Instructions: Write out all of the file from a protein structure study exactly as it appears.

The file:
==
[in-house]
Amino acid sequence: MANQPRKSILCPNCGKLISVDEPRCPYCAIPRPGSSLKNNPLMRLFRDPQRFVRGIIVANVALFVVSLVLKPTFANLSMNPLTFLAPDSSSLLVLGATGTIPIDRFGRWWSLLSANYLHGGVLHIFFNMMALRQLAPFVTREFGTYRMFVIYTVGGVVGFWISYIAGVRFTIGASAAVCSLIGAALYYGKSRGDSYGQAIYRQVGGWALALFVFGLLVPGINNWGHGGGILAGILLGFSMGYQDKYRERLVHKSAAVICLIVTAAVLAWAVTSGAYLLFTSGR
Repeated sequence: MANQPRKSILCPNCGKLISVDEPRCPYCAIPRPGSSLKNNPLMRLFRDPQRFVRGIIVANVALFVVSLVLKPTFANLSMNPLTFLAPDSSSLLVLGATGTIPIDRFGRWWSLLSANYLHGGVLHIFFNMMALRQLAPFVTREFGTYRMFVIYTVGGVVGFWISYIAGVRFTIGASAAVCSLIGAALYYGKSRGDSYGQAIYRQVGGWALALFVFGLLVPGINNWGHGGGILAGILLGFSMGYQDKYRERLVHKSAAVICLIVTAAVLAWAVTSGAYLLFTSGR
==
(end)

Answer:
[in-house]
Amino acid sequence: MANQPRKSILCPNCGKLISVDEPRCPYCAIPRPGSSLKNNPLMRLFRDPQRFVRGIIVANVALFVVSLVLKPTFANLSMNPLTFLAPDSSSLLVLGATGTIPIDRFGRWWSLLSANYLHGGVLHIFFNMMALRQLAPFVTREFGTYRMFVIYTVGGVVGFWISYIAGVRFTIGASAAVCSLIGAALYYGKSRGDSYGQAIYRQVGGWALALFVFGLLVPGINNWGHGGGILAGILLGFSMGYQDKYRERLVHKSAAVICLIVTAAVLAWAVTSGAYLLFTSGR
Repeated sequence: MANQPRKSILCPNCGKLISVDEPRCPYCAIPRPGSSLKNNPLMRLFRDPQRFVRGIIVANVALFVVSLVLKPTFANLSMNPLTFLAPDSSSLLVLGATGTIPIDRFGRWWSLLSANYLHGGVLHIFFNMMALRQLAPFVTREFGTYRMFVIYTVGGVVGFWISYIAGVRFTIGASAAVCSLIGAALYYGKSRGDSYGQAIYRQVGGWALALFVFGLLVPGINNWGHGGGILAGILLGFSMGYQDKYRERLVHKSAAVICLIVTAAVLAWAVTSGAYLLFTSGR